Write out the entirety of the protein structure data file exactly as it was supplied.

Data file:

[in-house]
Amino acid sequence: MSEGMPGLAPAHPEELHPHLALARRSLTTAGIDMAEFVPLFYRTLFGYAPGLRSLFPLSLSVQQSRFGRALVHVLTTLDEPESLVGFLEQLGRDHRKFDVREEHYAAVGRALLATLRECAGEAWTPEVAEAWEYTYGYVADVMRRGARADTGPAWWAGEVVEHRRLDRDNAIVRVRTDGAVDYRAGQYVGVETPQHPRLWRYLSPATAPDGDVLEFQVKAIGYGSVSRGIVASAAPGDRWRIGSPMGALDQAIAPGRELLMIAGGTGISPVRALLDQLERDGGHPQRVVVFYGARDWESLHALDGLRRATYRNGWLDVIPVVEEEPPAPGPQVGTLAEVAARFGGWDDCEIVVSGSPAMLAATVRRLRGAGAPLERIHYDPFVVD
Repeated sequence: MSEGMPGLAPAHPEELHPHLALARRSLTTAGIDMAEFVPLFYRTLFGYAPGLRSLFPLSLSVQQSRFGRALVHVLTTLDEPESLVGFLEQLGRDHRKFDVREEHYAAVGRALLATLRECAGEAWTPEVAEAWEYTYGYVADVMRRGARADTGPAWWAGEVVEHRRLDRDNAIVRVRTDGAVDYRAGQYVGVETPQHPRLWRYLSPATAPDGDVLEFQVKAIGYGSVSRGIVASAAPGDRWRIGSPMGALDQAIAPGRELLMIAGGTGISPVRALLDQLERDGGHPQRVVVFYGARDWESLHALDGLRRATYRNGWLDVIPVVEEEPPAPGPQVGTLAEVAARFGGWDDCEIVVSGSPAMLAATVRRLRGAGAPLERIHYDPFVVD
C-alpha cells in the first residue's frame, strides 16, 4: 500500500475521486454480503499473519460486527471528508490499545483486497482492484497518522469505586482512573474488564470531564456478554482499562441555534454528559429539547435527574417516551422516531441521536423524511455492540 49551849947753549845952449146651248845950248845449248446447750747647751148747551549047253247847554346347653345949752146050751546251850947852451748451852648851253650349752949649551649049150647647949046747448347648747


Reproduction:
[in-house]
Amino acid sequence: MSEGMPGLAPAHPEELHPHLALARRSLTTAGIDMAEFVPLFYRTLFGYAPGLRSLFPLSLSVQQSRFGRALVHVLTTLDEPESLVGFLEQLGRDHRKFDVREEHYAAVGRALLATLRECAGEAWTPEVAEAWEYTYGYVADVMRRGARADTGPAWWAGEVVEHRRLDRDNAIVRVRTDGAVDYRAGQYVGVETPQHPRLWRYLSPATAPDGDVLEFQVKAIGYGSVSRGIVASAAPGDRWRIGSPMGALDQAIAPGRELLMIAGGTGISPVRALLDQLERDGGHPQRVVVFYGARDWESLHALDGLRRATYRNGWLDVIPVVEEEPPAPGPQVGTLAEVAARFGGWDDCEIVVSGSPAMLAATVRRLRGAGAPLERIHYDPFVVD
Repeated sequence: MSEGMPGLAPAHPEELHPHLALARRSLTTAGIDMAEFVPLFYRTLFGYAPGLRSLFPLSLSVQQSRFGRALVHVLTTLDEPESLVGFLEQLGRDHRKFDVREEHYAAVGRALLATLRECAGEAWTPEVAEAWEYTYGYVADVMRRGARADTGPAWWAGEVVEHRRLDRDNAIVRVRTDGAVDYRAGQYVGVETPQHPRLWRYLSPATAPDGDVLEFQVKAIGYGSVSRGIVASAAPGDRWRIGSPMGALDQAIAPGRELLMIAGGTGISPVRALLDQLERDGGHPQRVVVFYGARDWESLHALDGLRRATYRNGWLDVIPVVEEEPPAPGPQVGTLAEVAARFGGWDDCEIVVSGSPAMLAATVRRLRGAGAPLERIHYDPFVVD
C-alpha cells in the first residue's frame, strides 16, 4: 500500500475521486454480503499473519460486527471528508490499545483486497482492484497518522469505586482512573474488564470531564456478554482499562441555534454528559429539547435527574417516551422516531441521536423524511455492540 49551849947753549845952449146651248845950248845449248446447750747647751148747551549047253247847554346347653345949752146050751546251850947852451748451852648851253650349752949649551649049150647647949046747448347648747